Editorial: Expand social security network
Editorial: Expand social security network

Editorial: Expand social security network

Although there are strong indications that the economy is slowly returning to the pre-pandemic level, the situation of informal workers, who make up a large part of the workforce, remains a matter of concern. The deep-seated vulnerability of workers in the informal sector, including migrants, was thoroughly exposed during the pandemic and is closely linked to the level of recovery of private consumption and investment. Official data show that employment has not yet been restored. The employment rate for the period May-August ’21 was 36.8%, and unemployment in both rural and urban areas is still significantly higher. The consumer sentiment survey from the Center for Monitoring Indian Economy also shows that most households perceived their current income as lower than their income two years ago. While the e-Shram portal, launched by the central government for the registration of informal workers and circular migrants, is a welcome initiative, it should be followed by the simplification and restructuring of social security and social protection programs. Identification and registration of workers marks the first phase in the long and arduous task of creating a social security structure for the unorganized work. Ensuring universal social protection, as enshrined in the Constitution, must be the focus of public policy. This requires both acute short-term measures and effective long-term measures. The emergency demands, prompted by the pandemic, led the Supreme Court to order a timed inclusive and universal registration system for informal workers and circular migrants in May this year. The e-Shram portal is intended to meet this mandatory requirement.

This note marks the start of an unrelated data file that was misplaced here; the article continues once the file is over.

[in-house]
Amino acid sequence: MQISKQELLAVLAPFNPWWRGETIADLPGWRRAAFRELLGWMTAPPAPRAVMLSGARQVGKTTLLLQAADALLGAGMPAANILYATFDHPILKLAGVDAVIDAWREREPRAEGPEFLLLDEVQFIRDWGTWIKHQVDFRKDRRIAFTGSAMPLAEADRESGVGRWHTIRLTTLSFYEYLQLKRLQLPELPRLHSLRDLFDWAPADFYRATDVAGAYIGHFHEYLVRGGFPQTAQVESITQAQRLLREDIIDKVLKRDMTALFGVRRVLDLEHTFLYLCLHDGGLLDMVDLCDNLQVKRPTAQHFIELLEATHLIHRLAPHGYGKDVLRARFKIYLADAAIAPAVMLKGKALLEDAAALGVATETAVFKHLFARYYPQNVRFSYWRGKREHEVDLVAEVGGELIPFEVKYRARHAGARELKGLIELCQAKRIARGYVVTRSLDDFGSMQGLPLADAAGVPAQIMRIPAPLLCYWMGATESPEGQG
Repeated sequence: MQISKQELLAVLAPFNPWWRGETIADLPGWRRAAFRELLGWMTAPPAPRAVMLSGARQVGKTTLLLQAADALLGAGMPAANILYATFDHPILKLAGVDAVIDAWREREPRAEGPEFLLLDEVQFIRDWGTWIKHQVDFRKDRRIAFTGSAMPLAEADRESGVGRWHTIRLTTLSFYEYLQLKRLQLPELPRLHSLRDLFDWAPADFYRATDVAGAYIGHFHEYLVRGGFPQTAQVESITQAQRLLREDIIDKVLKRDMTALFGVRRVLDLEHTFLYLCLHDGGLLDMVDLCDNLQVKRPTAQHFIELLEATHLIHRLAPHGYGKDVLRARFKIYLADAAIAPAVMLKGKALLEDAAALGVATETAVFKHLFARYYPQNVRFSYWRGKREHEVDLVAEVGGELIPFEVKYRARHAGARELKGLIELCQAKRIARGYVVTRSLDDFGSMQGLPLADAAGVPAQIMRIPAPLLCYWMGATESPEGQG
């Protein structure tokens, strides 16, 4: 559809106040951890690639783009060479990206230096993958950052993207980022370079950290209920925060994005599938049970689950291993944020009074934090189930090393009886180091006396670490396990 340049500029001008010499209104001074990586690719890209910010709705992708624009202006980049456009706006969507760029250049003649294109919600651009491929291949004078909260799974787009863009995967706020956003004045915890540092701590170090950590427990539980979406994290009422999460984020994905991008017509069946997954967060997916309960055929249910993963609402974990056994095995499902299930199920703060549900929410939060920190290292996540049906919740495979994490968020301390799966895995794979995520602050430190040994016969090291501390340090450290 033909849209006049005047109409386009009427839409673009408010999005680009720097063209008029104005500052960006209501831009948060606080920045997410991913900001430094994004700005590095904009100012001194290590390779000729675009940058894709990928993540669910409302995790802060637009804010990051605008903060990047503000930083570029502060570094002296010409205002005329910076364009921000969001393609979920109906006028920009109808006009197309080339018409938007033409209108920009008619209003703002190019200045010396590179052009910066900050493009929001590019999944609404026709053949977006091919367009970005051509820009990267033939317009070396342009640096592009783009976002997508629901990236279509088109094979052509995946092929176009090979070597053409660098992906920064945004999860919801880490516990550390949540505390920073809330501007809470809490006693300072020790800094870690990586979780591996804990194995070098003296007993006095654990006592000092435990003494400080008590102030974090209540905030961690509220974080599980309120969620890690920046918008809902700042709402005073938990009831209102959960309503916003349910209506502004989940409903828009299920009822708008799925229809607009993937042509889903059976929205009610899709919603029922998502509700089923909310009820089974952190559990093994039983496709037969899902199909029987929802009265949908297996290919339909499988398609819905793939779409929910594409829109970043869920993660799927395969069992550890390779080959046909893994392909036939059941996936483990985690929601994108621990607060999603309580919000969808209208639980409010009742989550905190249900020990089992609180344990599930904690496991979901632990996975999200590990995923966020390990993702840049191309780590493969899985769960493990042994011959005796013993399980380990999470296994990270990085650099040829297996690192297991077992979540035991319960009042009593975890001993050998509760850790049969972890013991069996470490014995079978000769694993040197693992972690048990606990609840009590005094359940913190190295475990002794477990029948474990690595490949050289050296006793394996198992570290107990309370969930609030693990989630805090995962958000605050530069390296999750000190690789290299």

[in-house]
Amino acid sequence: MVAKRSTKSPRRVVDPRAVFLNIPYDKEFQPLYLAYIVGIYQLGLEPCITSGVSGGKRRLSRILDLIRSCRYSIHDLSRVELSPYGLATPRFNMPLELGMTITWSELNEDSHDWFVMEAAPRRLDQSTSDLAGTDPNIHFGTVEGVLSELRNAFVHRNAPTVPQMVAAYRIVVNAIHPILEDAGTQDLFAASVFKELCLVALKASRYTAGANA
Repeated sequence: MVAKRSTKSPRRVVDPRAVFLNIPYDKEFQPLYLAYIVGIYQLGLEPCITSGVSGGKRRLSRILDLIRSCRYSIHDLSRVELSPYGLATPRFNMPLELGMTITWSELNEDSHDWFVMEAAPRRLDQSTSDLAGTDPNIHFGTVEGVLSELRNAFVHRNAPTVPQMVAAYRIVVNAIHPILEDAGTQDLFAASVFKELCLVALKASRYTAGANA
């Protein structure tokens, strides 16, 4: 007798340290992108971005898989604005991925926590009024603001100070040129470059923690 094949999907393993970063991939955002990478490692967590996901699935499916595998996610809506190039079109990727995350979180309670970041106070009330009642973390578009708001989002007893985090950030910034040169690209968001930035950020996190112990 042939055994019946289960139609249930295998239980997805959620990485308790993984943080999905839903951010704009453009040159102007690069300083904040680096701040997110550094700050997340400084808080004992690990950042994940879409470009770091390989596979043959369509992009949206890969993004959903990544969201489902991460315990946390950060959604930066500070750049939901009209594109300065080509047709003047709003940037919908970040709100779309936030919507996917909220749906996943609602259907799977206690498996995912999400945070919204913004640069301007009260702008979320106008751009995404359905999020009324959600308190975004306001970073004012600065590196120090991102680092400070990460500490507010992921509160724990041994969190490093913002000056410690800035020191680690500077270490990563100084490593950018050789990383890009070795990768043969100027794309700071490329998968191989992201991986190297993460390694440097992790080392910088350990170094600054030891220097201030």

The portal has so far registered more than 120 million workers. It also captures migration status for workers, albeit with very sparse information. The problem arises mainly due to the absence of credible data in the country on the migrant workforce. For years, successive governments have failed to identify them and meet their immediate needs quickly. This meant that no meaningful political intervention could reach them in the acute emergency. Despite the high intentions, several pro-poor policy initiatives in India are not yielding the desired results due to the absence of detailed data. The center recently pledged its commitment to universal social protection and social security coverage for informal workers. This will mean moving away from the blanket of existing schemes towards creating specific statutory rights to social security as well as creating a well-designed and adequately funded social security floor for all workers and families. But the e-Shram portal simply lists the 13 existing social security and social security schemes and six other employment generation schemes to which the registered workers could be entitled. Unless the social safety net is expanded, the real benefits will not flow. There is a need for increased expenditure on social security needs.


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